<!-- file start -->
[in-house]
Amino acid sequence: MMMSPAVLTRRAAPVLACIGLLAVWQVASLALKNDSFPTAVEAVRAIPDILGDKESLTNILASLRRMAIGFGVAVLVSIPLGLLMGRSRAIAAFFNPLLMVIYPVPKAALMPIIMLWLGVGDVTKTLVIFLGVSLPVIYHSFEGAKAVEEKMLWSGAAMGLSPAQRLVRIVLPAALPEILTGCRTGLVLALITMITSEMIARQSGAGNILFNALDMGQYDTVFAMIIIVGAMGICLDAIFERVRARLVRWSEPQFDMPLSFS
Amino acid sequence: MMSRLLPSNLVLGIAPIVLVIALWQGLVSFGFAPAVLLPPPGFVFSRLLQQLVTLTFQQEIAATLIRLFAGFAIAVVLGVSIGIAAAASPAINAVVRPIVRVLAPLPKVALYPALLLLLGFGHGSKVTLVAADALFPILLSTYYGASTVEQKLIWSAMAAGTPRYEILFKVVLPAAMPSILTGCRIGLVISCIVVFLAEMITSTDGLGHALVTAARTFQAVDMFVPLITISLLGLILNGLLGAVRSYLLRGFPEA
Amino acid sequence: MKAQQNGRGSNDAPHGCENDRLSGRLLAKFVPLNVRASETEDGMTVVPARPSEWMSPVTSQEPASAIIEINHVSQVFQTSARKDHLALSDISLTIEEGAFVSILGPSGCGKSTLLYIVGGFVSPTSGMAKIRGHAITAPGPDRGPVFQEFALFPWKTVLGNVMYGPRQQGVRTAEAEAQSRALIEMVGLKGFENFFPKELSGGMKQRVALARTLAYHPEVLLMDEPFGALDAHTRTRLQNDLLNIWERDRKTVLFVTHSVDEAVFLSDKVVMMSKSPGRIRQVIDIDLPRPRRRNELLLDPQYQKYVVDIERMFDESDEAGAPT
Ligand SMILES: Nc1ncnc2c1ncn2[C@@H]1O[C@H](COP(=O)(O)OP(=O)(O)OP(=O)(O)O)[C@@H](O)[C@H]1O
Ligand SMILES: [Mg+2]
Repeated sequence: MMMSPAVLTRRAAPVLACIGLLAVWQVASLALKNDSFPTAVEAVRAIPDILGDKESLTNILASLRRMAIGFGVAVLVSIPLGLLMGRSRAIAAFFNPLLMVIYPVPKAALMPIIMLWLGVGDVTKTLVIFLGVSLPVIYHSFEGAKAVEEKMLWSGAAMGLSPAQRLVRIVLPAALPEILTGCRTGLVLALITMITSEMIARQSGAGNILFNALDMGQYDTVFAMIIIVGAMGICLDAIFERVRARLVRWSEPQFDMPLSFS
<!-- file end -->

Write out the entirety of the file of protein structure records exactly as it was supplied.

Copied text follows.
[in-house]
Amino acid sequence: MMMSPAVLTRRAAPVLACIGLLAVWQVASLALKNDSFPTAVEAVRAIPDILGDKESLTNILASLRRMAIGFGVAVLVSIPLGLLMGRSRAIAAFFNPLLMVIYPVPKAALMPIIMLWLGVGDVTKTLVIFLGVSLPVIYHSFEGAKAVEEKMLWSGAAMGLSPAQRLVRIVLPAALPEILTGCRTGLVLALITMITSEMIARQSGAGNILFNALDMGQYDTVFAMIIIVGAMGICLDAIFERVRARLVRWSEPQFDMPLSFS
Amino acid sequence: MMSRLLPSNLVLGIAPIVLVIALWQGLVSFGFAPAVLLPPPGFVFSRLLQQLVTLTFQQEIAATLIRLFAGFAIAVVLGVSIGIAAAASPAINAVVRPIVRVLAPLPKVALYPALLLLLGFGHGSKVTLVAADALFPILLSTYYGASTVEQKLIWSAMAAGTPRYEILFKVVLPAAMPSILTGCRIGLVISCIVVFLAEMITSTDGLGHALVTAARTFQAVDMFVPLITISLLGLILNGLLGAVRSYLLRGFPEA
Amino acid sequence: MKAQQNGRGSNDAPHGCENDRLSGRLLAKFVPLNVRASETEDGMTVVPARPSEWMSPVTSQEPASAIIEINHVSQVFQTSARKDHLALSDISLTIEEGAFVSILGPSGCGKSTLLYIVGGFVSPTSGMAKIRGHAITAPGPDRGPVFQEFALFPWKTVLGNVMYGPRQQGVRTAEAEAQSRALIEMVGLKGFENFFPKELSGGMKQRVALARTLAYHPEVLLMDEPFGALDAHTRTRLQNDLLNIWERDRKTVLFVTHSVDEAVFLSDKVVMMSKSPGRIRQVIDIDLPRPRRRNELLLDPQYQKYVVDIERMFDESDEAGAPT
Ligand SMILES: Nc1ncnc2c1ncn2[C@@H]1O[C@H](COP(=O)(O)OP(=O)(O)OP(=O)(O)O)[C@@H](O)[C@H]1O
Ligand SMILES: [Mg+2]
Repeated sequence: MMMSPAVLTRRAAPVLACIGLLAVWQVASLALKNDSFPTAVEAVRAIPDILGDKESLTNILASLRRMAIGFGVAVLVSIPLGLLMGRSRAIAAFFNPLLMVIYPVPKAALMPIIMLWLGVGDVTKTLVIFLGVSLPVIYHSFEGAKAVEEKMLWSGAAMGLSPAQRLVRIVLPAALPEILTGCRTGLVLALITMITSEMIARQSGAGNILFNALDMGQYDTVFAMIIIVGAMGICLDAIFERVRARLVRWSEPQFDMPLSFS